For More Information Contact:

Boteler, Finley& Wolfe

3290 Dauphin Street, Ste. 505
Mobile, AL 36606

Wednesday, September 6, 2017

BFW-Lawyers Files Complaint Against Access Ins. Co.

Last week, Boteler Finley & Wolfe (BFW-Lawyers) filed a complaint with the Alabama Department of Insurance against Access Ins. Co., an automobile insurer based in Atlanta, GA.  The complaint filing stemmed from the mishandling of vehicle damage claims in Alabama.  Over the course of the last several months, BFW found the vehicle damage claim practices of Access Ins. Co. to be untimely and burdensome on claimants. In most cases, a simple repair of a claimant's vehicle took over thirty (30) days to process.  While an investigation is on-going, it has been determined that Access Ins. Co. recommends all claimants email pictures of his/her property damage to its claims department.  From there, the photographs are to be forwarded to a company repair appraiser who makes a recommendation and, then, returns the file to an adjuster. Unfortunately, this recommended process takes at least thirty (30) days for processing.  At this point, it is not known whether the delays in processing is due to a staffing issue and/or deficiencies in the company's technology department.   Of course, if additional property damage is discovered that was not included in the emailed pictures, e.g. frame work damage, a claimant could expect additional delays from this company.  Since filing the complaint, BFW-Lawyers had attempted to reach out to Access Ins. Co. for an explanation regarding the delay in processing vehicle damage claims; to date, no telephone call has been returned.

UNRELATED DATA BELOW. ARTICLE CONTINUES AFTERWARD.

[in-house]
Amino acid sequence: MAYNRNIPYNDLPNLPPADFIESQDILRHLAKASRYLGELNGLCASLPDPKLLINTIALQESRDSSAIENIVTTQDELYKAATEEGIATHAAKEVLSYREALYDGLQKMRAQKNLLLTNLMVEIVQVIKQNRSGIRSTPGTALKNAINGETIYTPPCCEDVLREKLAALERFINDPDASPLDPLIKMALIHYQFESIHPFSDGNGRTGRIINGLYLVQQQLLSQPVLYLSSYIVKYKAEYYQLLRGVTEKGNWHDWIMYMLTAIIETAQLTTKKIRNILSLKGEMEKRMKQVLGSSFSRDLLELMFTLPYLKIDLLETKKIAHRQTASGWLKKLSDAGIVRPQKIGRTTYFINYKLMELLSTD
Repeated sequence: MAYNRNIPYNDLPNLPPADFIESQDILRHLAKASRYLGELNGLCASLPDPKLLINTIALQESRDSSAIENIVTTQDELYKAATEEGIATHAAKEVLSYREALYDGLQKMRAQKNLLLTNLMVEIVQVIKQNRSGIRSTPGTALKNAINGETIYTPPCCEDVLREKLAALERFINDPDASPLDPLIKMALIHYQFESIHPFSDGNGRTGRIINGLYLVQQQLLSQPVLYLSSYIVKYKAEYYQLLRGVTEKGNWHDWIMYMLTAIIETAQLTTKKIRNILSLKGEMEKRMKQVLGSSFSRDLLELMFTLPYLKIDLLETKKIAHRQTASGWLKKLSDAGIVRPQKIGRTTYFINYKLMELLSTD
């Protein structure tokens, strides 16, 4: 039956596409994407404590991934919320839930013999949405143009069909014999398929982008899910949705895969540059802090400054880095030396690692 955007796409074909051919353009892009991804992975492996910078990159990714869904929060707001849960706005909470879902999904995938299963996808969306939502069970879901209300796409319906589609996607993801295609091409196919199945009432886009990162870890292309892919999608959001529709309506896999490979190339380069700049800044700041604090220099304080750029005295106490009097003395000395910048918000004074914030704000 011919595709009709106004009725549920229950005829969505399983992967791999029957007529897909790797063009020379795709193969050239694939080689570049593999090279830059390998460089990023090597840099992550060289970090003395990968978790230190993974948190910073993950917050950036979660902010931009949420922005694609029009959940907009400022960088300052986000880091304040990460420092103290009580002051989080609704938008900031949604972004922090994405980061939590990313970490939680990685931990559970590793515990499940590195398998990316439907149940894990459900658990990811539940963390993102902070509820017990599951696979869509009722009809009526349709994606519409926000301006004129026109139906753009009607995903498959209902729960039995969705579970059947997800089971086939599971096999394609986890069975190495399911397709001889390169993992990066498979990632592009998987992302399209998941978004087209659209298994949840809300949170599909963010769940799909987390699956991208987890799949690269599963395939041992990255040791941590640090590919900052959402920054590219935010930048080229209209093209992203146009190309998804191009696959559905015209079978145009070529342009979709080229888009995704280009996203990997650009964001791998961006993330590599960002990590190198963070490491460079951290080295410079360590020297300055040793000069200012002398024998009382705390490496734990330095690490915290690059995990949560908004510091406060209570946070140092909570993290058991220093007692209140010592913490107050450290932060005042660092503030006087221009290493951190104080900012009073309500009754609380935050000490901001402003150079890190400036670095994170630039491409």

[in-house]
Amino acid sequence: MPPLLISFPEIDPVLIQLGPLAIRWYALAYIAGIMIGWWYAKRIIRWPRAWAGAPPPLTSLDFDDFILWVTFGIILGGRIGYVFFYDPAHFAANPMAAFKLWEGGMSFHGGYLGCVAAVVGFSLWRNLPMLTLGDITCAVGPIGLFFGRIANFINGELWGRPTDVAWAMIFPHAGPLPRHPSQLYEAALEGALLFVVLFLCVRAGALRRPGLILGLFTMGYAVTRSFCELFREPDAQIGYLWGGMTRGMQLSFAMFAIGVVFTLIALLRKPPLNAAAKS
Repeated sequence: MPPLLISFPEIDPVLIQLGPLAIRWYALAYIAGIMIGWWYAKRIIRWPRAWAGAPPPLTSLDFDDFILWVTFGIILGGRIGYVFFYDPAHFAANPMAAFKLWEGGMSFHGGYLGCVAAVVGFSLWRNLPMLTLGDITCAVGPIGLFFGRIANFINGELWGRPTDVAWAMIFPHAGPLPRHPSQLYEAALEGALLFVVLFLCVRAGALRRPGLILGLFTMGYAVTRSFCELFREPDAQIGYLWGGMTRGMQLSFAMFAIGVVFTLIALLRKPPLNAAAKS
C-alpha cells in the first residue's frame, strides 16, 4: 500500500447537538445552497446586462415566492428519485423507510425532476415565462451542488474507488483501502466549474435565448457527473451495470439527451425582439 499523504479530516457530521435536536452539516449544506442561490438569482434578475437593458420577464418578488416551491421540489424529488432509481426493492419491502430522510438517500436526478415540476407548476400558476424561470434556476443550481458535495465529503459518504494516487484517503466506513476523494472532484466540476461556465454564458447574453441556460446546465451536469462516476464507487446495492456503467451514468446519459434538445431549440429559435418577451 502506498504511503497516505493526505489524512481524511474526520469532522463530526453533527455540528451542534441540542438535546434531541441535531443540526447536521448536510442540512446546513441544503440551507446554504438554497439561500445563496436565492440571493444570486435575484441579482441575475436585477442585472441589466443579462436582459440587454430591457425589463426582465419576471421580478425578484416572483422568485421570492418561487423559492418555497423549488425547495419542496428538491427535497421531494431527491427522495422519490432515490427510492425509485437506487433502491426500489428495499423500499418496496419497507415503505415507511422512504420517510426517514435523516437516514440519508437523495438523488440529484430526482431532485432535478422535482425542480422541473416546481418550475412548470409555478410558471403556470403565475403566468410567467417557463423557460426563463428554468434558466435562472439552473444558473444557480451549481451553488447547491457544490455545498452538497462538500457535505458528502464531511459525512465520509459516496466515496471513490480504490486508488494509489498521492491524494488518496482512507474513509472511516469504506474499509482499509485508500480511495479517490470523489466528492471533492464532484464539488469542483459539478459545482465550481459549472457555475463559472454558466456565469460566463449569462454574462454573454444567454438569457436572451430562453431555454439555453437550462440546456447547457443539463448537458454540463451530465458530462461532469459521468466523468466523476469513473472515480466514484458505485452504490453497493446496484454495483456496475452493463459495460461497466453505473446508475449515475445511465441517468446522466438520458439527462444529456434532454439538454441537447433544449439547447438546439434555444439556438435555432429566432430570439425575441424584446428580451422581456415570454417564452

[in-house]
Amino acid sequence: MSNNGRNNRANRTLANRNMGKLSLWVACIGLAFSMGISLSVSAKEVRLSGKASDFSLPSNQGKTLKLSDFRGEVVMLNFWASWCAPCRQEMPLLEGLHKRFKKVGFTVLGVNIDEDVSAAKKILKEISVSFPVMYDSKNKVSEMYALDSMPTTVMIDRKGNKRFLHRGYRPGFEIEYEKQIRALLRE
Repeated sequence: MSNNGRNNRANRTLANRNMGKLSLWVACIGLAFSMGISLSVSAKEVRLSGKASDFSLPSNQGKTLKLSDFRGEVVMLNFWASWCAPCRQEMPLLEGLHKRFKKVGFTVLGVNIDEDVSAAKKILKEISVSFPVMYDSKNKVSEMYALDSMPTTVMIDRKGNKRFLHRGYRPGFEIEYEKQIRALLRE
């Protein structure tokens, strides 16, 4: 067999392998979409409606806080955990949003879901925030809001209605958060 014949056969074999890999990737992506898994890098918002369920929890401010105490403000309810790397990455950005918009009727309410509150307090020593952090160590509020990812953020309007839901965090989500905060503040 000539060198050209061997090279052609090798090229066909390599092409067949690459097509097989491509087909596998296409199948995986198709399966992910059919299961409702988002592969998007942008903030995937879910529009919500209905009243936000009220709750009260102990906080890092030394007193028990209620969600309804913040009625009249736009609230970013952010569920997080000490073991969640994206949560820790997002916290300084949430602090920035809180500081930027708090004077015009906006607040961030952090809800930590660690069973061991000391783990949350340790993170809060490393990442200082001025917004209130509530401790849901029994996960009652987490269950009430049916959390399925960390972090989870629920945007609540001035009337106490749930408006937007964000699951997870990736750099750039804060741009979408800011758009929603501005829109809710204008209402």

Monday, July 10, 2017

Why Doesn't the Insurance Adjuster Believe Me?

It’s the Adjuster’s Job Not to Believe You!
Mark Wolfe - Personal Injury Attorney
251 433-7766

Having represented insurance claimants for over 30 years, I have received hundreds of calls from people who are upset because, “the adjuster just does not seem like he believes me.” They are angry and frustrated with the adjuster and feel they are being singled-out when they are simply “telling the truth.”  Guess what? It’s the insurance adjuster’s job not to believe you! It’s not that they are necessarily being mean or picking on you, they are simply following the law and they are trained to be skeptical about most claims.